- Does the customer have more than two conditions that are impacting on their ability to complete the chosen task?
- Does the customer’s condition change significantly from day to day or is their condition likely to change significantly within the next year?
- Does the customer lack capacity to make decisions and/or are they unable to follow instructions?
- Is the environment complex and difficult to adapt?
- Is the solution outside standard and simple options available to you?
- Has the person lost the ability to transfer from one seat to another?
- Does a Trusted Assessor solution impact others’ health, development or independence within the environment?
- Are there other areas that the customer is struggling with in the same environment that a Trusted Assessor solution wouldn’t solve safely?
If the answer is yes to any of these questions then you should seek help from an occupational therapist.
An opportunity for builders to better collaborate
In particular, the guide underlines that “there are a growing number of older and disabled people who require a targeted or specialist level of intervention/service but who are self-funding,” emphasising that “there is an opportunity for independent occupational therapists and building professionals to collaborate to meet this demand.”
RCOT says the new guide and framework can be used as a foundation for builders installing adaptations for older and disabled people to develop business partnerships with independent occupational therapists.
How suppliers reduce adaptation delays
Additionally, the Adaptations without delay guide notes product suppliers can play a pivotal role in speeding up the delivery of specialist interventions by helping reduce the time OTs spend sourcing, researching and analysing the cost–benefits of products for their assessments.
To reduce this process, RCOT is calling on manufacturers and suppliers to ensure vital product information needed by OTs is easily and readily available.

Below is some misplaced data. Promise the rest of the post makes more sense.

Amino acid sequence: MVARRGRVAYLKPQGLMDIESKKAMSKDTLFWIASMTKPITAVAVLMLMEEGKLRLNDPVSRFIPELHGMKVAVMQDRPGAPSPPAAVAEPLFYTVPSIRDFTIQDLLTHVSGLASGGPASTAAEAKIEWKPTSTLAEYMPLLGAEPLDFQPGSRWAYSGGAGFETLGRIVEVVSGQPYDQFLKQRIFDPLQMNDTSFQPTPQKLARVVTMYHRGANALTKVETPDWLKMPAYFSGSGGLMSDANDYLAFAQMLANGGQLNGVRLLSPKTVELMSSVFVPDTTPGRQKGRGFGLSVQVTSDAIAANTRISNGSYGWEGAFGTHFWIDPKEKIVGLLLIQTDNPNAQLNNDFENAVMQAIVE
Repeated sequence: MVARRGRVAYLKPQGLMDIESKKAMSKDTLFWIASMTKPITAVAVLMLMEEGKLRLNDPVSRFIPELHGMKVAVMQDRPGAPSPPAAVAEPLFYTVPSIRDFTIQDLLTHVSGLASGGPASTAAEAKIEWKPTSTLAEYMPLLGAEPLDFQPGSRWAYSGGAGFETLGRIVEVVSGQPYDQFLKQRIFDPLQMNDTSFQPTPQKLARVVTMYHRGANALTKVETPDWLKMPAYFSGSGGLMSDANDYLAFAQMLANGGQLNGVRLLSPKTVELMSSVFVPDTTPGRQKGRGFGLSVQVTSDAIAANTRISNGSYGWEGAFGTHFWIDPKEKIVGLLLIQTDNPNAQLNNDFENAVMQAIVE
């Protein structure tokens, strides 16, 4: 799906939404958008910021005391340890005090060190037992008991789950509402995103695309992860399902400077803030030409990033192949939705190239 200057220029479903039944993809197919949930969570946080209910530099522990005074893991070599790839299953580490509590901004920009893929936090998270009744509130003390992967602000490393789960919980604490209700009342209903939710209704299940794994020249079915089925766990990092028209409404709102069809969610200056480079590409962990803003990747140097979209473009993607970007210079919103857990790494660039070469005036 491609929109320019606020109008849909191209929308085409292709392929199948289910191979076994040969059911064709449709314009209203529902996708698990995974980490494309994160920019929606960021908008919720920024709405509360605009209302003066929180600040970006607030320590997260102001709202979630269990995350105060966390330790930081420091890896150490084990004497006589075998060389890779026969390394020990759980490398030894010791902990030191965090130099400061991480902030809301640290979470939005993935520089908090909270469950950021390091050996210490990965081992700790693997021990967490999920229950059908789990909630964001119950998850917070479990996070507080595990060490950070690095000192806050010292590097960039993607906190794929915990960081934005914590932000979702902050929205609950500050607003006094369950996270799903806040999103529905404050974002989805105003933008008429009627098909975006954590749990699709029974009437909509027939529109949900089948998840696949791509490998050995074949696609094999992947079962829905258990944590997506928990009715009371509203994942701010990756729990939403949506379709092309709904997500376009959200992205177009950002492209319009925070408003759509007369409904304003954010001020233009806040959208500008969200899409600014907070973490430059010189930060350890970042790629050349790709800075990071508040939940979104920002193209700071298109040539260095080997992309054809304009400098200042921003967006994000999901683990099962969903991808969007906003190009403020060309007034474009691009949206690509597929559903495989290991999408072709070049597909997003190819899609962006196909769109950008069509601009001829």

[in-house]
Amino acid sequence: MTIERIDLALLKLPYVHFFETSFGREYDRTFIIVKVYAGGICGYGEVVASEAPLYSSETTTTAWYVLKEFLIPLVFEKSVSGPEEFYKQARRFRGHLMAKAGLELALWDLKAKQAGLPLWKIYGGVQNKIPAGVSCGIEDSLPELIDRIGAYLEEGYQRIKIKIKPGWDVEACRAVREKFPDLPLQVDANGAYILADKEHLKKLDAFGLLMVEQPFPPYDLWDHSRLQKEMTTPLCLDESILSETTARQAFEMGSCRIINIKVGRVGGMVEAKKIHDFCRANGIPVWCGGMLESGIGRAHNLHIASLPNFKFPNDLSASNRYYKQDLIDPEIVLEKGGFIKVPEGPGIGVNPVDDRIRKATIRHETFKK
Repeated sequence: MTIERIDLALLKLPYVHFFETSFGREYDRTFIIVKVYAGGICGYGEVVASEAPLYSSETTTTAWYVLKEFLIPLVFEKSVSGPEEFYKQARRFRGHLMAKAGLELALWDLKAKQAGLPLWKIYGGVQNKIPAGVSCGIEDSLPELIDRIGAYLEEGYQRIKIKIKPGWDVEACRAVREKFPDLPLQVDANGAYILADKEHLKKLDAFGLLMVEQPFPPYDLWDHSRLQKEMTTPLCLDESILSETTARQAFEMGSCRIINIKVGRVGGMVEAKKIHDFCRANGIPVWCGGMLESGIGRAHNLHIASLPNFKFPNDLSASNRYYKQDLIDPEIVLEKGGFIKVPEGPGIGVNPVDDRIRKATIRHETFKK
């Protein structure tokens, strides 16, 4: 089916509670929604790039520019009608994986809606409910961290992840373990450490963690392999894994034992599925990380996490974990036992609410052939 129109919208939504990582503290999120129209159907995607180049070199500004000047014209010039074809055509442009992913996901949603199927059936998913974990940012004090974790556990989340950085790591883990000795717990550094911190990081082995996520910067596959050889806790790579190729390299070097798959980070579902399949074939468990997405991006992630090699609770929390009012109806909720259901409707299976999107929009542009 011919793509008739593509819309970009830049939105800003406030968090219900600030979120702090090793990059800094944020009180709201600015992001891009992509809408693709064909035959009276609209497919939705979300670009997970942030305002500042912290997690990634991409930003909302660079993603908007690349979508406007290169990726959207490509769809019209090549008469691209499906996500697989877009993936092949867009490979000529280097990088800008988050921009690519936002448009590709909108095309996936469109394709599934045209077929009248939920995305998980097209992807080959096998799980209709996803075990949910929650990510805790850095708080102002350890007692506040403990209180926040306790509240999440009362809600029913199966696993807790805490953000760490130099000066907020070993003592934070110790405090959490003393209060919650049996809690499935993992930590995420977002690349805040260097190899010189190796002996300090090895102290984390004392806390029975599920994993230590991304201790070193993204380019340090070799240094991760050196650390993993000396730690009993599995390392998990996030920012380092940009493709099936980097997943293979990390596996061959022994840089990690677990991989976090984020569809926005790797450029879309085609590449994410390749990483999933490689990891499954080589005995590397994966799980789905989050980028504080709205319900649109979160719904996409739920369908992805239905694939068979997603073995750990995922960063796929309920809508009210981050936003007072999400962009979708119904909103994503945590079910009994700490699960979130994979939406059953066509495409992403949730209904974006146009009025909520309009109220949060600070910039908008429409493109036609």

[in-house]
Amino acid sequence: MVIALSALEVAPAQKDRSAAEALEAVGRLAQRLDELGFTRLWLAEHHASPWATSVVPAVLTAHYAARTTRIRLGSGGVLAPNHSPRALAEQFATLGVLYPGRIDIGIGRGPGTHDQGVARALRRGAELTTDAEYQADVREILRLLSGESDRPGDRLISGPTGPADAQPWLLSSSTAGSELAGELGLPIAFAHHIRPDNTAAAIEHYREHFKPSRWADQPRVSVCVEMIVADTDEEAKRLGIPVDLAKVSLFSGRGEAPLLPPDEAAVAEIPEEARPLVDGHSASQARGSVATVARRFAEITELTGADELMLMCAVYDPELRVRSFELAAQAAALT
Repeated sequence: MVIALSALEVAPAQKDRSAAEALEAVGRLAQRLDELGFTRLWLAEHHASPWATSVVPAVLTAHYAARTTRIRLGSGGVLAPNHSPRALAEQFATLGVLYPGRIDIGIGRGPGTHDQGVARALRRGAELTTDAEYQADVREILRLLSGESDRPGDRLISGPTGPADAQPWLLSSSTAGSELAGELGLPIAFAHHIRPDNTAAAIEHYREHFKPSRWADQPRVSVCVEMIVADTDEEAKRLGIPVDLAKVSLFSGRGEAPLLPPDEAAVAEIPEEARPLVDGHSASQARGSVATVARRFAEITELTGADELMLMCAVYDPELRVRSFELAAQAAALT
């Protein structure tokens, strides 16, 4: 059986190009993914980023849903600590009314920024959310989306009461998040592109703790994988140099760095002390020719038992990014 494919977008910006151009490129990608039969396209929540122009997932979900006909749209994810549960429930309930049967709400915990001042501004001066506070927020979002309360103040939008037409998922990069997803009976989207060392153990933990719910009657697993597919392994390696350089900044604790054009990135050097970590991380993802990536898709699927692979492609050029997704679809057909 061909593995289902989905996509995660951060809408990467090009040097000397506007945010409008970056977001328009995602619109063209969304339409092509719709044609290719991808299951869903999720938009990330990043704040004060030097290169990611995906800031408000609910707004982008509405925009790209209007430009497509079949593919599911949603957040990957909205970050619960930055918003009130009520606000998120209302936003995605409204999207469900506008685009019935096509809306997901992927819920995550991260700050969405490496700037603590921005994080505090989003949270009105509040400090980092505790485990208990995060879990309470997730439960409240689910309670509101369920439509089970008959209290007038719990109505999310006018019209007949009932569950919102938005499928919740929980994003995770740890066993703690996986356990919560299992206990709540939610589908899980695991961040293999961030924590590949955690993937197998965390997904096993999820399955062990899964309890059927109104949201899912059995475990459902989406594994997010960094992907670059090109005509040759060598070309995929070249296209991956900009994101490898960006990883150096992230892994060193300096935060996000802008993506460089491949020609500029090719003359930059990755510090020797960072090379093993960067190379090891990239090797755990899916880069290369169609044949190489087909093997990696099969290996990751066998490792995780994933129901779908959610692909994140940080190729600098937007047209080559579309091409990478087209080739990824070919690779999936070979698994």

The information includes how a product can be used to improve functional performance, a cost-benefit analysis, as well as real-world case studies of how the product has been used.https://thiis.co.uk/what-rcots-new-adaptation-assessment-guidance-means-for-mobility-retailers-and-suppliers/https://thiis.co.uk/wp-content/uploads/2019/06/home_adaptation_OT_assessment.jpghttps://thiis.co.uk/wp-content/uploads/2019/06/home_adaptation_OT_assessment-150x150.jpgHousingNewsroomRetailer NewsSupplier NewsDisabled Living Foundation,framework,housing adaptations,mobility retailers,mobility suppliers,Occupational Therapists,OT,RCOT,Royal College of Occupational Therapists,Trusted AssessorFollowing the launch of the Royal College of Occupational Therapists’ (RCOT) new guidance for addressing delays in the assessment and delivery of minor and major housing adaptations, specific advice has been published aimed at the mobility trade. The new assessment framework The recently published guide Adaptations without delay recommends a new...Calvin BarnettCalvin Barnettcalvin@thiis.co.ukAdministratorTHIIS Magazine